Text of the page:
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Remembering Glory at Woodlake
It’s sad to see an old friend battle an illness so bravely, and even show signs of pulling out of it and getting back to the road to recovery, before taking that long, final turn to the inevitable end. Every setback is excruciating, and the memories of the good days gone by are bittersweet.
This is a little bit of how I feel when I visit Woodlake Golf Club on the northeast side of San Antonio. The person who runs this almost 40-year-old course, and who heads the small-business investment team that owns the land, couldn’t be more dedicated to golf. His staff couldn’t more accommodating. No telling how much money he and his investors have put into the place, nor how many inventive ideas generated to get business back.
Fighting, they are, to keep the canvas where some special pictures have been painted. Woodlake does have a small space, maybe just a sentence, in the history of golf. It’s here that Ben Crenshaw, with oh-so-much promise, finished his eligibility at University of Texas (he and a fellow named Tom Kite took the Longhorns to two-straight NCAA championships) and drove on down to San Antonio and became the second player in history to win the first tournament he entered on the PGA Tour at the Texas Open in 1973.
Crenshaw, who already had won the PGA Tour Q-School, had a three-shot lead with five holes to go at Woodlake before he fell into a tie with 1969 U.S. Open champion Orville Moody with three left. But he outdrove “Sarge” by 75 yards on the 16th and stuck his sand-wedge approach four feet from the hole and made the birdie. He was four feet away again after a 9-iron into the final hole and sunk that for another birdie, giving him the two-shot victory and a $25,000 check. It was a sign of Crenshaw to come, because those two birdies were two of his 11 one-putt greens on the day, including seven in a row at one point.
“He is going to be a lot like Arnold Palmer, and not just because he is a winner,” Moody said at the time. “He has the same appeal that Arnie has always had, and he has the game and the competitive drive to keep playing well.”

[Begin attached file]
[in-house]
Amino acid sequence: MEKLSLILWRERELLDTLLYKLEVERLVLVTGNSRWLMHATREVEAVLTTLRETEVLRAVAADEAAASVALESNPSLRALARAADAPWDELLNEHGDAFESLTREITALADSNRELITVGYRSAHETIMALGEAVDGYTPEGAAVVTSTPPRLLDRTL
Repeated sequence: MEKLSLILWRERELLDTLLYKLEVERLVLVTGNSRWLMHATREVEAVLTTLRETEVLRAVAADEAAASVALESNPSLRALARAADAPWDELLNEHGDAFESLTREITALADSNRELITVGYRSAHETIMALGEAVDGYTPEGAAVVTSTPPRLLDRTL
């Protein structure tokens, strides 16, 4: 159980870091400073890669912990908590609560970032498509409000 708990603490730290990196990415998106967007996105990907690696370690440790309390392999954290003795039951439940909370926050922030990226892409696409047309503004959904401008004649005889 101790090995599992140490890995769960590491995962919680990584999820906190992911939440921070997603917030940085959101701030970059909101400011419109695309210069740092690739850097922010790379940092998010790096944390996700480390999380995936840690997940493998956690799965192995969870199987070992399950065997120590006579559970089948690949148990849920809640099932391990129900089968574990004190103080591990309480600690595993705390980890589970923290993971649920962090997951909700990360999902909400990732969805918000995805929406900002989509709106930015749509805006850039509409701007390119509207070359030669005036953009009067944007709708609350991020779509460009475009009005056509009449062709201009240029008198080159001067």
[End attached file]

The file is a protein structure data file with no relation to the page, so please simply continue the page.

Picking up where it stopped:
As you can tell from the Crenshaw celebration here, no one is trying otherwise to write an obituary. Woodlake, the patient, is still on the table. But, in my view, it’s getting grimmer. Despite the hard work from the management and patience from the investors, the way the place is looking these days makes the end look inevitable.
Unlike Crenshaw and his one-putting, it looks like Woodlake will lose it on the greens. The place has a persistent problem with a stretch of greens on the backside. They’ve had temporaries on at least two of them, and even a new superintendent probably won’t save them from going to temps again. Bad thing for the super that he was hired right as the drought worsened here.
There are other glitches. They’ve filled in some of the bunkers (because they couldn’t maintain them) and have not been able to get sod on what they covered up. There are plenty of ant hills in the fairways and rocks in the rough.
It was designed by Desmond Muirhead, who designed Muirfield Village with Jack Nicklaus about the same time in 1972. It measures almost 6,700 yards from the back tees and gets in at a slope of 130 with a rating of 72.3
It’s usually in places where you can see the beautiful swans gliding along where the place gets tough. The sixth hole, 199 yards and most of it carry over the swans’ main swimming hole, is a challenging, fair par-3. The par-3s, in fact, are the test of the place. No. 3 (186 yards) goes to an elevated green with a bunker tight in front, and that’s the case with No. 17 (170 yards). But Muirhead designed a narrow green behind that front bunker at 17, and the wind usually pushes the tee shot at the back.
It’s an opposite wind from the 16th fairway, yet I know how Crenshaw outdrove Moody that day by 75 yards coming up that hole and left himself with a sand wedge in on the 410-yarder. The south wind usually doesn’t blow in your face in November, when the tournament now known as the Valero Texas Open was played at Woodlake.
There’s plenty of OB here (comes into play on eight holes) and enough other tricky trouble to usually give me fits. But I tend to forgive Muirhead, plus the sagging condition of the place, when I think of the history there and the fact that this is probably the place that kindled the idea of seeking value from a golf course.
But value must factor in the idea of course condition, and that’s the thing I’ll be looking for as I keep my eye on Woodlake in the coming months. If the place can’t improve, I wonder what will stop the encroaching retail and residential development from tripping over onto the course from next door.
I’ll keep my hopes up. This is a place worth saving.
Pecan Valley G.C.
D.A. Weibring re-design that opened November 1, 2011. Very challenging course from the championship tees. You need to hit all the shots due to various pin locations. Greens rolled outstanding considering how new they are and the fact that North Texas has been in a severe drought this year. Much better routing of the holes, & the back nine can provide you a stern test, especially when the wind is blowing. Staff is very courteous. New driving range & practice chipping green w/sand traps adds to the quality of this facility.